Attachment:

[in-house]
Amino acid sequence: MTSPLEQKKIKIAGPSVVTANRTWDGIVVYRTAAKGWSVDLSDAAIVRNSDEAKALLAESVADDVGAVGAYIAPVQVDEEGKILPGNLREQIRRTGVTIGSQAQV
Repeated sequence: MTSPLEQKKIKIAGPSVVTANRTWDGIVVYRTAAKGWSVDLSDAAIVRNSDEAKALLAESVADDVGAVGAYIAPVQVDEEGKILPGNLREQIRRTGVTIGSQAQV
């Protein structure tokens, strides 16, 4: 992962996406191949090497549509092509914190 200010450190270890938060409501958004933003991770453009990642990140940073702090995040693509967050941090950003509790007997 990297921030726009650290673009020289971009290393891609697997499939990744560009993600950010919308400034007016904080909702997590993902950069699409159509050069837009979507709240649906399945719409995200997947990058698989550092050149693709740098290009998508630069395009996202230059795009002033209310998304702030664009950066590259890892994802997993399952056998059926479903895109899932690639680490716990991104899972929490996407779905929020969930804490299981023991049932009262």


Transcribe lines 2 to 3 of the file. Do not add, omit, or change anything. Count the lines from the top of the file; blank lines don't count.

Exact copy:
Amino acid sequence: MTSPLEQKKIKIAGPSVVTANRTWDGIVVYRTAAKGWSVDLSDAAIVRNSDEAKALLAESVADDVGAVGAYIAPVQVDEEGKILPGNLREQIRRTGVTIGSQAQV
Repeated sequence: MTSPLEQKKIKIAGPSVVTANRTWDGIVVYRTAAKGWSVDLSDAAIVRNSDEAKALLAESVADDVGAVGAYIAPVQVDEEGKILPGNLREQIRRTGVTIGSQAQV